Reneau began her career with an affiliation with the North Texas Basketball Officials Association (NTBOA), but she currently works for the Great Southwest Officials Association (GSOA). Being able to pursue her passion is a checks and balances system of managing her time between studying, family, work, and still being able to rest and take care of her body.

As tough as it is, she said "it is something that I love and I wouldn't choose any other career." Her love for officiating shows in her dedication to the job. In 2013, Reneau won the NTBOA's Iron Woman of The Year Award for working more games than any other official that season.

She laughed and said, "I don't like a lot of attention like that, so I was kind of embarrassed, but it was a good embarrassment." She recalled always being ready during her first year officiating high school games because at any time she could receive a phone call requesting her to work games at a moment's notice. The word she used to describe her passion for officiating is "obsessed" and she said "I always made sure I could work any game because that is how much I loved it. From little kids, to working ten games in one day, to them asking me to go to a game that's over an hour away. I would work any game I could."

Dr. Brian Richardson, chair of the Communication Studies department, is not surprised to see this former student achieving success in the world of basketball officiating. "Jenna was a fantastic student; she's a hard worker and her officiating job is a perfect fit considering her enthusiasm for sports."

Reneau describes Communication Studies as a really good major, especially for those who are undecided about their passion. "It has a broad focus so there's a specific spot for every person."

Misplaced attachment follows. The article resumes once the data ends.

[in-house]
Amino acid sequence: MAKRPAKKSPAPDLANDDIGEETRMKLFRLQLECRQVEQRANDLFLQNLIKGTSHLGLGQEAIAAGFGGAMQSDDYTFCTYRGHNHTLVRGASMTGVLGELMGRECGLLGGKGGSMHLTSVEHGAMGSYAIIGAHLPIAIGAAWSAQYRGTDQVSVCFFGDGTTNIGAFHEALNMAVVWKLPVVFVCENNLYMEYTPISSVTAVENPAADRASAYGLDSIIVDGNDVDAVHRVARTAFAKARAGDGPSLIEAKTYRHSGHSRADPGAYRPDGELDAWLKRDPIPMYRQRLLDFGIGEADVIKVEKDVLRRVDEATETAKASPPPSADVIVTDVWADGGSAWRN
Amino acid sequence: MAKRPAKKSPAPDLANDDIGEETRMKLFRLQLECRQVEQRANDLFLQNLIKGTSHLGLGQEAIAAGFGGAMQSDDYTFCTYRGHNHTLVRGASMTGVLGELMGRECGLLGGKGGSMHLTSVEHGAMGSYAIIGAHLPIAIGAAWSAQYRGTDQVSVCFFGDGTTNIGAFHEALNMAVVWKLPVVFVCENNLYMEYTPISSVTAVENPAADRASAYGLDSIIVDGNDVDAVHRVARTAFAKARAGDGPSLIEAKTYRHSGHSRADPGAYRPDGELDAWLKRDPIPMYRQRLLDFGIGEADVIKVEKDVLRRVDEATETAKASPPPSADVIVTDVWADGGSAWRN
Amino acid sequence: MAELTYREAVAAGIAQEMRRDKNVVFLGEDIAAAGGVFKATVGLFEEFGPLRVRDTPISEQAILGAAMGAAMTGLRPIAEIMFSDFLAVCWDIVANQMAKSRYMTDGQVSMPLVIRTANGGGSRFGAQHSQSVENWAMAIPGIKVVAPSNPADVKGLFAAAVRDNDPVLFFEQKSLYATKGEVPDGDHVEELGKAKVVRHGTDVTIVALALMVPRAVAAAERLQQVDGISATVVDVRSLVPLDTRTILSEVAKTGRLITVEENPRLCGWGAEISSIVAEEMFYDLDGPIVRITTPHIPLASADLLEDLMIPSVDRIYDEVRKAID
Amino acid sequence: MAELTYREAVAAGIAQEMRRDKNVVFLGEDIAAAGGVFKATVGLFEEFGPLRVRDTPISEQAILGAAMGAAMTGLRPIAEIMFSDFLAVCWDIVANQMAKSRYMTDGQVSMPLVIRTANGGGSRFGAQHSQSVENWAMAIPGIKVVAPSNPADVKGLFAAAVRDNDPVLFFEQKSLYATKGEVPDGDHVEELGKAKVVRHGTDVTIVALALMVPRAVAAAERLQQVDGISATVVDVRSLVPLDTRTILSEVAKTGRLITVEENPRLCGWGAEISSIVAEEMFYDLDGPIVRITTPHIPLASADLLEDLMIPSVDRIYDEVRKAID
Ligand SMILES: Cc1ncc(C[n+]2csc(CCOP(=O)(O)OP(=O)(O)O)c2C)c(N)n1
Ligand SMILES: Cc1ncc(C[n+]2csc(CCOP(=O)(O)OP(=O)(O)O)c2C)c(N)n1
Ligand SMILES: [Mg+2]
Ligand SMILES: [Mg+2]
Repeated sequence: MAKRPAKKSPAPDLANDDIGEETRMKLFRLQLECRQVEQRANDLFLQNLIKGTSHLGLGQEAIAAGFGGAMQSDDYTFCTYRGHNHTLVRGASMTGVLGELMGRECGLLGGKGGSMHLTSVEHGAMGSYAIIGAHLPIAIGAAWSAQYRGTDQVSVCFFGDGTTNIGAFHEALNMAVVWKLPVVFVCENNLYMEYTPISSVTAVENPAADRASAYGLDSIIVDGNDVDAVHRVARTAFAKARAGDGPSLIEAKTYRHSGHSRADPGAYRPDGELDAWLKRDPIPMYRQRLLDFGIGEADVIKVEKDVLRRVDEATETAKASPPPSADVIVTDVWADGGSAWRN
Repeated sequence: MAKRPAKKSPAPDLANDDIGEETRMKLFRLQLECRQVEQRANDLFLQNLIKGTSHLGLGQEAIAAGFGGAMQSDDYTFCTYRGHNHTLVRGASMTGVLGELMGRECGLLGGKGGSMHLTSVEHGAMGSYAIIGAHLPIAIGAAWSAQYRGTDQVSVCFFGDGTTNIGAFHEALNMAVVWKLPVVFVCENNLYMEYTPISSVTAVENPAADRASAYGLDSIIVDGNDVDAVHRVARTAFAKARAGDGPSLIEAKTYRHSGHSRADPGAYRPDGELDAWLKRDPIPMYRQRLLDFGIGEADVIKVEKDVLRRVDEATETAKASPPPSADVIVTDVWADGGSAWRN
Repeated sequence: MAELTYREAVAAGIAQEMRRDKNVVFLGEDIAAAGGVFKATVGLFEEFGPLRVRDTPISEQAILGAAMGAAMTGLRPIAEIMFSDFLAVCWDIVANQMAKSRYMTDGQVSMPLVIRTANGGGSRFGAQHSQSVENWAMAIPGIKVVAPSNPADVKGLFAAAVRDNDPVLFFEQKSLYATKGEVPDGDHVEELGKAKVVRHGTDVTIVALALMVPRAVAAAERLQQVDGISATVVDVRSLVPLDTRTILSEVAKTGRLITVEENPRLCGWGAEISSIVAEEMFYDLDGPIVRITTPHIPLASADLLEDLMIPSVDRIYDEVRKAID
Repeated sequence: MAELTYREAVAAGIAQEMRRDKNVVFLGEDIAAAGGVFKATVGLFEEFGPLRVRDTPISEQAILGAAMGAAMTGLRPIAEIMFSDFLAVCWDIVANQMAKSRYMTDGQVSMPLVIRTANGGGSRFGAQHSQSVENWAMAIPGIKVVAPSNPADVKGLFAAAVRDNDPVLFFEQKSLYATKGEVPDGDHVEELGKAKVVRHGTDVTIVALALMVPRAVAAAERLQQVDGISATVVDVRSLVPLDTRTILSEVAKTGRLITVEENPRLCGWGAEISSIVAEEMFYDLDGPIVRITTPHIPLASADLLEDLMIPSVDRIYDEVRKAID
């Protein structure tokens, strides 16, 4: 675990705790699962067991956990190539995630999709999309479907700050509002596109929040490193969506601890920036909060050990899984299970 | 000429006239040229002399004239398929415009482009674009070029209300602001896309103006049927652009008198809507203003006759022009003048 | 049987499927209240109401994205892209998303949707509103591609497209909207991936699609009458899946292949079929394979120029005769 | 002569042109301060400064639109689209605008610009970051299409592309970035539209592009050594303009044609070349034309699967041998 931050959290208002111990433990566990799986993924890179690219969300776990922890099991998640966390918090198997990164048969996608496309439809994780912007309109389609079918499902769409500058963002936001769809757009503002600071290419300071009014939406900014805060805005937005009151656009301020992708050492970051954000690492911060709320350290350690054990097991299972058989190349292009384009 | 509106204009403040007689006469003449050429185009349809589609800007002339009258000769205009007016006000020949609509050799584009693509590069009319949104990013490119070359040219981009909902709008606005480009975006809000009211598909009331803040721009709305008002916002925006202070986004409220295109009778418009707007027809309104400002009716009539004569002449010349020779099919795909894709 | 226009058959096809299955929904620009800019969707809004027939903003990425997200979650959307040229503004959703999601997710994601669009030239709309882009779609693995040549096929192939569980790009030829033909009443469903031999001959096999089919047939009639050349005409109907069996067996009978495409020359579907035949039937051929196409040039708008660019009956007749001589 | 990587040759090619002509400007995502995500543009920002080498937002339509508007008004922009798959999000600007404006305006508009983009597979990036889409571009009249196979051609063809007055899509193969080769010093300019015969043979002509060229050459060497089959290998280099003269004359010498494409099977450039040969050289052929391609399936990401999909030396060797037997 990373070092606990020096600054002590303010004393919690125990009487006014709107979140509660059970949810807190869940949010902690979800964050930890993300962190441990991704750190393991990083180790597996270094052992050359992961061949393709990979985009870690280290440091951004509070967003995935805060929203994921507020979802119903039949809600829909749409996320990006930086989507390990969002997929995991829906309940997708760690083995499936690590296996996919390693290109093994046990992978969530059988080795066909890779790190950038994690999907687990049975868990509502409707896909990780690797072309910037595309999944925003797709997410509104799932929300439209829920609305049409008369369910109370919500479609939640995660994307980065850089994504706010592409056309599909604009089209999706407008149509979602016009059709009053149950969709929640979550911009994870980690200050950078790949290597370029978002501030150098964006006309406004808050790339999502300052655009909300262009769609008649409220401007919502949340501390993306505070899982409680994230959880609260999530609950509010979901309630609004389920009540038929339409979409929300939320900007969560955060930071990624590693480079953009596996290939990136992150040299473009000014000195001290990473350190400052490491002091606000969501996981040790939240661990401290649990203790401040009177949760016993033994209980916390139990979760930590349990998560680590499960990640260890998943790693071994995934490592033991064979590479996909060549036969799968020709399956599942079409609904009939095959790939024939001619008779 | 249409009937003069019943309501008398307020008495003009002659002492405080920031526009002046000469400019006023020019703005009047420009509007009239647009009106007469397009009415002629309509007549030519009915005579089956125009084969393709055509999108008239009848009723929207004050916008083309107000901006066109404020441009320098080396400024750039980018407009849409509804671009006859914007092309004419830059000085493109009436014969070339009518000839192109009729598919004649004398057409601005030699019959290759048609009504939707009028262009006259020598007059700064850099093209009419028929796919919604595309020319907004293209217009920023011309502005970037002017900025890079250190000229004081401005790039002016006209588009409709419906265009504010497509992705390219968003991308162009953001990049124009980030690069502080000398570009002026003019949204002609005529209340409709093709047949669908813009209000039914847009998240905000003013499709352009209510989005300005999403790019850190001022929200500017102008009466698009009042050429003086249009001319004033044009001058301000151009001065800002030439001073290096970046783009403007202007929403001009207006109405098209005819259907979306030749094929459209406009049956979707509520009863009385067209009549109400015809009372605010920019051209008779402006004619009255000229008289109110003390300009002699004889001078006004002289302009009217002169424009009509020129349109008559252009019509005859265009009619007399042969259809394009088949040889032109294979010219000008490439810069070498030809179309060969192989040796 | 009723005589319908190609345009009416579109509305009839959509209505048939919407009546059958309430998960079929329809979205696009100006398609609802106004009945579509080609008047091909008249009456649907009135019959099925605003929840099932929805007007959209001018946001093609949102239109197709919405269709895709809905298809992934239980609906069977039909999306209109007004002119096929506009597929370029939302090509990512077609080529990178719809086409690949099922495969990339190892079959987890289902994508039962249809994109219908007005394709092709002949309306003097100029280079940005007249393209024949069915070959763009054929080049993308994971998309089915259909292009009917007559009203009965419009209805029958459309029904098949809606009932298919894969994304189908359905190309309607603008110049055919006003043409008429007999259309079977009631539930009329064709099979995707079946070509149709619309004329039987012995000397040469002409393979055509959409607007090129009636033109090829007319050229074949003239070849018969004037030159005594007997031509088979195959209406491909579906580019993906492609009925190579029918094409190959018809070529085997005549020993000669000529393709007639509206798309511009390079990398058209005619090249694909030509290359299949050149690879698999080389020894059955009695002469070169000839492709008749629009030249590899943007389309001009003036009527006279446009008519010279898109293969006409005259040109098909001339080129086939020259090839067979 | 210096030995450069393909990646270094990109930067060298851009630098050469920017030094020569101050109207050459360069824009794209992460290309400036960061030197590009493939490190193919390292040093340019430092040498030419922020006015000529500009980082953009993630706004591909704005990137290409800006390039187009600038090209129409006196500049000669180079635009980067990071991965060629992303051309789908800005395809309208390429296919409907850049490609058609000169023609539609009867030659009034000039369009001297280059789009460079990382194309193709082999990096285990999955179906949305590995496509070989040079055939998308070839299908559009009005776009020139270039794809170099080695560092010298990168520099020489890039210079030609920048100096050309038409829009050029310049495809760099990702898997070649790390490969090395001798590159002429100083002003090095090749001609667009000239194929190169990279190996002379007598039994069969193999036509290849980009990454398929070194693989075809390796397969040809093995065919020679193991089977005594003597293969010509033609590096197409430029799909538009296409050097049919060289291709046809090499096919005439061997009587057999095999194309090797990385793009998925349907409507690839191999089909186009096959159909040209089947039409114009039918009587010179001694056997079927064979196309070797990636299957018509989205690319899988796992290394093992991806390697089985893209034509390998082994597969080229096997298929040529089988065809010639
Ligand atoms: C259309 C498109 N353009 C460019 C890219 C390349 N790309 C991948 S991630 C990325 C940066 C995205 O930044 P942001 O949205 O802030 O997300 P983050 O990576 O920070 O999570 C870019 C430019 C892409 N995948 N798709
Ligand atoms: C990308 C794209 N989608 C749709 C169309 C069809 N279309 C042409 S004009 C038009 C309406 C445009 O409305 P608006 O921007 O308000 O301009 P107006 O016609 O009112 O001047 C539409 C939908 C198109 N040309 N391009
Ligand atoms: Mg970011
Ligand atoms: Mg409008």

Reneau recently came back to the university to speak to the students in Dr. Richardson's Communication and Sport course. She described her experiences to the students and showed them examples of calls she made on the court. Students were then able to ask Reneau questions about her journey to becoming a professional basketball official. One student asked, "Has being a woman contributed to any sexism or disregard on the court?"

Reneau responded that her gender has not really affected her experience as a referee. "You have to be tough and understand where the players are coming from," she said. Reneau has had several face-to-face confrontations with players who were upset with one of her calls. She said she has implemented several concepts from her Communication Studies' courses to deescalate situations and display empathy to players while also maintaining her composure on the court.

Reneau also discussed the amount of work that goes into officiating with the preparation before the game, decisions during the game, and debriefing after the game. "Officiating is more than just showing up and making some calls on the court," she said, "It's getting there early, it's staying up late, it's being aware and accountable of what happens on the court."

While NCAA basketball and March Madness may have just ended a week ago, the NBA playoffs are starting up. Still, even when the playoffs end, Jenna Reneau will not get much of a break. She works year round building her skills and implementing Communication Studies techniques to become the best basketball official she can be.